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Friday, July 19, 2024

Extra French police to stay in New Caledonia, Macron says

President Emmanuel Macron has vowed that French police forces will remain for “as long as necessary” in New Caledonia, as he arrived in the riot-plagued French Pacific territory.

Mr Macron said the 3,000-strong force deployed from France would stay put – even during the Paris Summer Olympics if required.

Six people, including two police officers, have been killed and hundreds injured in the riots triggered by a controversial electoral reform proposed last week.

Indigenous Kanaks say the political influence of native people will be diluted if more French residents are allowed to vote in local elections.

There have long been tensions between the central government in Paris and New Caledonia’s pro-independence Kanaks, who make up about 40% of the tiny archipelago.

The group of islands, located between Australia and Fiji, has been a French territory since the 19th Century. The riots have marked the worst unrest it has seen since the 1980s.

After flying to New Caledonia’s capital Nouméa on Thursday, President Macron said he wanted the return of peace, calm and security “as quickly as possible”.

“That is the absolute priority,” the French leader said.

He paid respects to the victims of the riots, as he met local political and business leaders.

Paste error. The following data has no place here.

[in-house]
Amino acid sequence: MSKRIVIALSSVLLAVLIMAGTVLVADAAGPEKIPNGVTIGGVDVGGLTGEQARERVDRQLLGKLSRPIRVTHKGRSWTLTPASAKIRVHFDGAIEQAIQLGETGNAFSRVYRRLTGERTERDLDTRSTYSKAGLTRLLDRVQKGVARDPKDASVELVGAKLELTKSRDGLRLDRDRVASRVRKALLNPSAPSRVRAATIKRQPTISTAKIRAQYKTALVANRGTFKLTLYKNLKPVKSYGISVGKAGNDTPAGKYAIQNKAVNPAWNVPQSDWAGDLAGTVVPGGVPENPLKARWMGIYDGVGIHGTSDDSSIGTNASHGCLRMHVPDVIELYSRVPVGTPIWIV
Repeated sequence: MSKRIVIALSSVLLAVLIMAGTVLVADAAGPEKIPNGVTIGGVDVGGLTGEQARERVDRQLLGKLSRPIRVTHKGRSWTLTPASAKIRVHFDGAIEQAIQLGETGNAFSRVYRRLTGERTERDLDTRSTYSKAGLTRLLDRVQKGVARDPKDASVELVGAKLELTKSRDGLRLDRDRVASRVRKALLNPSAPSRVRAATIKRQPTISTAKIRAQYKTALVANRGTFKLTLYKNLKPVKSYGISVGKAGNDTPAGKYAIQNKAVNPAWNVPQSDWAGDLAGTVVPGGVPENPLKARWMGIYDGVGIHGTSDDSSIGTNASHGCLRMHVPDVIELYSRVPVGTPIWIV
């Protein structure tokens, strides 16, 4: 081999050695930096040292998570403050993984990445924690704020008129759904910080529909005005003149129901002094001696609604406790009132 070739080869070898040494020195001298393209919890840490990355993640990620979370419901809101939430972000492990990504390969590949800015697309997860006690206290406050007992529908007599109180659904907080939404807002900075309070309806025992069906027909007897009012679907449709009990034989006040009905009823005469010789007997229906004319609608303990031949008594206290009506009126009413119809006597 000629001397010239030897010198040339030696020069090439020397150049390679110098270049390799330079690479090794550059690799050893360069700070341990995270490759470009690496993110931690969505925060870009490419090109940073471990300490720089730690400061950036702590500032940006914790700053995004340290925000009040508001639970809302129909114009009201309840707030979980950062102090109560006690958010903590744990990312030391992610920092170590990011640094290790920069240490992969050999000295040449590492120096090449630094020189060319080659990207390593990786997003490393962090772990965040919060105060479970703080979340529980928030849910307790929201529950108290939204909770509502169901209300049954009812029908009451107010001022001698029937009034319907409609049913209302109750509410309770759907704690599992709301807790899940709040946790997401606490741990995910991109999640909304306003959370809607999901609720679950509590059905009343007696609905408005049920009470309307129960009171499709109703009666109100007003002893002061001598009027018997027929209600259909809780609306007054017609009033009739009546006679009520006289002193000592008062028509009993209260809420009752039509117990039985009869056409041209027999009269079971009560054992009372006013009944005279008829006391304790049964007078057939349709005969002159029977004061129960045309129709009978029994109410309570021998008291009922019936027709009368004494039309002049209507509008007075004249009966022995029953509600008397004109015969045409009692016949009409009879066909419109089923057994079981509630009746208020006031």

The summit included separatist leaders, who said beforehand that they hoped it could “breathe new life” into discussions with France.

Mr Macron admitted that the most delicate conversation to be had was that of politics – and of the future of New Caledonia, the BBC’s Australia correspondent Katy Watson reports, adding that he will have a huge job on his hands.

Police have held 269 people since the violence began on 13 May, and New Caledonia is currently under a state of emergency.

But Mr Macron hinted that the emergency status could be lifted in the coming days, saying: “I personally believe that the state of emergency should not be extended”.

 EPA-EFE/REX/Shutterstock A burnt vehicle and a gutted building near Nouméa, New Caledonia. Photo: 22 May 2024

New Caledonia has a population of about 300,000 people, including 112,000 indigenous Kanaks.

Under the 1998 Nouméa Accord, France agreed to give the territory more political autonomy and to limit voting in provincial and assembly elections to those who were residents then.

More than 40,000 French nationals have moved to New Caledonia since.

Last week, the National Assembly in Paris proposed granting voting rights to French residents who have lived in the territory for 10 years.

Because this requires a change to the constitution, the measure faces further hurdles.

The Nouméa agreement allowed for three referendums on the country’s future. Independence was rejected in all instances.

The first two showed slim majorities for remaining part of France. The third, in December 2021, was boycotted by pro-independence parties because it was held during the Covid pandemic.

Google New Caledonia map

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